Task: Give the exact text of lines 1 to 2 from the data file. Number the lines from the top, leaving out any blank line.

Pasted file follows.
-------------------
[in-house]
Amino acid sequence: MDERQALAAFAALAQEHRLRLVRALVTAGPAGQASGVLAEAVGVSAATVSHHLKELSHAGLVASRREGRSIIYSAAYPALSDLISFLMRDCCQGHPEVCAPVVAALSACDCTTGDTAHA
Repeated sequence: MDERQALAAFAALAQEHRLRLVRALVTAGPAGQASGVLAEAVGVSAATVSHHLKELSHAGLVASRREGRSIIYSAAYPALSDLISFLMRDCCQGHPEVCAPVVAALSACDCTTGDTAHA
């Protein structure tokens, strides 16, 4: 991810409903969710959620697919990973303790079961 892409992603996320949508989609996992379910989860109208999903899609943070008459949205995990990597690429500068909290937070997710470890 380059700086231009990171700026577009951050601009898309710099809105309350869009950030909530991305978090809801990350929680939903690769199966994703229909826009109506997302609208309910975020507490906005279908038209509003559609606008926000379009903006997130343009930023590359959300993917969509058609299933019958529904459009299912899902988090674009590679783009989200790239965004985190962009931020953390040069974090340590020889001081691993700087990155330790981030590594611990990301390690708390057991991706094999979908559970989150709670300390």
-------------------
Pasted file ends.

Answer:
[in-house]
Amino acid sequence: MDERQALAAFAALAQEHRLRLVRALVTAGPAGQASGVLAEAVGVSAATVSHHLKELSHAGLVASRREGRSIIYSAAYPALSDLISFLMRDCCQGHPEVCAPVVAALSACDCTTGDTAHA